I was reading Gary Marcus's a Critical Appraisal of Deep Learning. One of his criticisms is that neural networks don't incorporate prior knowledge in tackling a problem. My question is: have there been any attempts at encoding prior knowledge in deep neural networks?
3$\begingroup$ Learning in a NN is iterative, thus, based in prior knowledge. In particular, initial value of NN parameters is obviously a prior knowledge. $\endgroup$– pasaba por aquiFeb 15, 2018 at 16:20
$\begingroup$ @pasabaporaqui thanks a lot for the feedback. What my question is driving at is, in most real life problems we have additional information about the domain. Is there a way to inject this prior domain knowledge to improve the success of the model? $\endgroup$– Seth SimbaFeb 15, 2018 at 17:21
3$\begingroup$ Strictly talking, a neural net doesn't learn. The process of learning is done outside the net (i.e. backpropagation algorithm). This is one of the reason is not correct to say that a NN simulates brain (in the brain, learning is done inside the net). If it doesn't learn, it doesn't use prior knowledge. Prior knowledge can be used to optimize the learning algorithm, including the initial net parameters, not the net behavior itself. If one rule is included in the net (as output and using it in the error function), it is not prior knowledge but a problem constrain that the net will try to fulfill $\endgroup$– pasaba por aquiFeb 15, 2018 at 19:50
1$\begingroup$ Lookup LSTM in relation to neural networks-- it's a method to take advantage of prior knowledge $\endgroup$– antlersoftFeb 15, 2018 at 19:55
Neural nets incorporate prior knowledge. This can be done in two ways: the first (most frequent and more robust) is in data augmentation. For example in convolutional networks, if we know that the "value" (whatever that is, class/regression) of the object we are looking is rotational/translational invariant (our prior knowledge), then we augment the data with random rotations/shifts. The second is in the loss function with some additional term.
Yes, we can do it in a deep learner.
For example, suppose we have an input vector likes $(a, b)$ and from prior knowledge, we know $a^2 + b^2$ is important too. Hence, we can add this value to the vectors likes $(a, b, a^2 + b^2)$.
As another example, suppose date time is important in your data, but not encoded in the input vector. We can add this to the input vector as a third dimension.
In summary, it depends on the structure of the prior knowledge, we can encode it into the input vector.
3$\begingroup$ I think the questioner was looking for something like LSTM rather than ways the network designer could incorporate their own prior knowledge. $\endgroup$ Feb 15, 2018 at 19:56
To add to the Foivos's answer,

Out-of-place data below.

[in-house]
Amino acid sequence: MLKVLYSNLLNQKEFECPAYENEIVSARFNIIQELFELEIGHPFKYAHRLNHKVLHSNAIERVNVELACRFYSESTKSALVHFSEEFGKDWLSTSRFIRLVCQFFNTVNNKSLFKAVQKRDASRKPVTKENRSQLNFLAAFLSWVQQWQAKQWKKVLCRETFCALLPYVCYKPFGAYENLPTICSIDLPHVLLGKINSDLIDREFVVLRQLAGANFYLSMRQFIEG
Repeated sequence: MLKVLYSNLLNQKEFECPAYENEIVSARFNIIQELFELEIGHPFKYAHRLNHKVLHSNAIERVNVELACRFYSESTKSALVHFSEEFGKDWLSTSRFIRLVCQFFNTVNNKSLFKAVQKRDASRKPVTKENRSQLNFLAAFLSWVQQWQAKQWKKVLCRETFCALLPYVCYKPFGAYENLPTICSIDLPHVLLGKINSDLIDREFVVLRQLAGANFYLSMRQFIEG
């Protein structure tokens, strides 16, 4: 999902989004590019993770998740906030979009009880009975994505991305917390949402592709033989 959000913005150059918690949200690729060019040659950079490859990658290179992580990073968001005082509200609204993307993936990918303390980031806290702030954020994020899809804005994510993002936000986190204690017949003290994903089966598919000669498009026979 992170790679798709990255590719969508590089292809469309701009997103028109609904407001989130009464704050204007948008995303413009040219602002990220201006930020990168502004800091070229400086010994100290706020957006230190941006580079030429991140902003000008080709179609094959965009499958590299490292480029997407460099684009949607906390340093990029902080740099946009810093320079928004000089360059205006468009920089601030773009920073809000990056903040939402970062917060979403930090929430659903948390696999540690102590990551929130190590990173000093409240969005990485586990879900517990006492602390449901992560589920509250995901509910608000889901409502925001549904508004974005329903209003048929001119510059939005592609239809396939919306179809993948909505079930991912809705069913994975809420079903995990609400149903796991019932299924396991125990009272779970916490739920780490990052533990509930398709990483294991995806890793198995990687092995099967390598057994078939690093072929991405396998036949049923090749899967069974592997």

Convolutional Neural Networks are shift-invariant. Fukushima introduced this to his Neocognitron. There is a trail to introduce scale-invariance to CNN. https://arxiv.org/abs/1411.6369
Also, CNN uses structural characteristic for the prior knowledge.
And neural networks are locally smooth.
It is not perfect, but neural networks are incorporating a lot of prior knowledge.
It kinda depends on how exactly you define knowledge, and what you believe about what the weights in a trained NN model really represent. But to answer this question in the most straightforward possible way (hopefully without sounding glib), then yes, a NN can be pre-trained, and then you can take that model and apply additional training to it, so in a sense, it is using "prior knowledge".
If, OTOH, knowledge means something a little different to you, and you're thinking about the kind of knowledge that's encoded in a semantic network, or a conceptual graph, or something of that nature, then I don't know - offhand - of any direct way to integrate that into an ANN. What you might be able to do is combine the NN with a different kind of reasoner that reasons of the semantic network / conceptual graph, and then integrate the results. AFAIK, the best way to do that is an unsolved research problem.
A simple example of this is token embeddings. If "prior knowledge" just means anything known prior to creation of the graph, then using pretrained vector embeddings meets this criteria. This is simply a way to provide a fixed method for projecting tokens into higher-dimensional space instead of training it at the same time as the rest of the model. Given that vector embeddings are somewhat interpretable and that the same embedding can be reused across tasks and models, I'd consider pretrained embeddings to be prior knowledge being incorporated.
The embeddings could also technically be handcrafted, but I'm not aware of any work like that and am skeptical of its usefulness in deep models.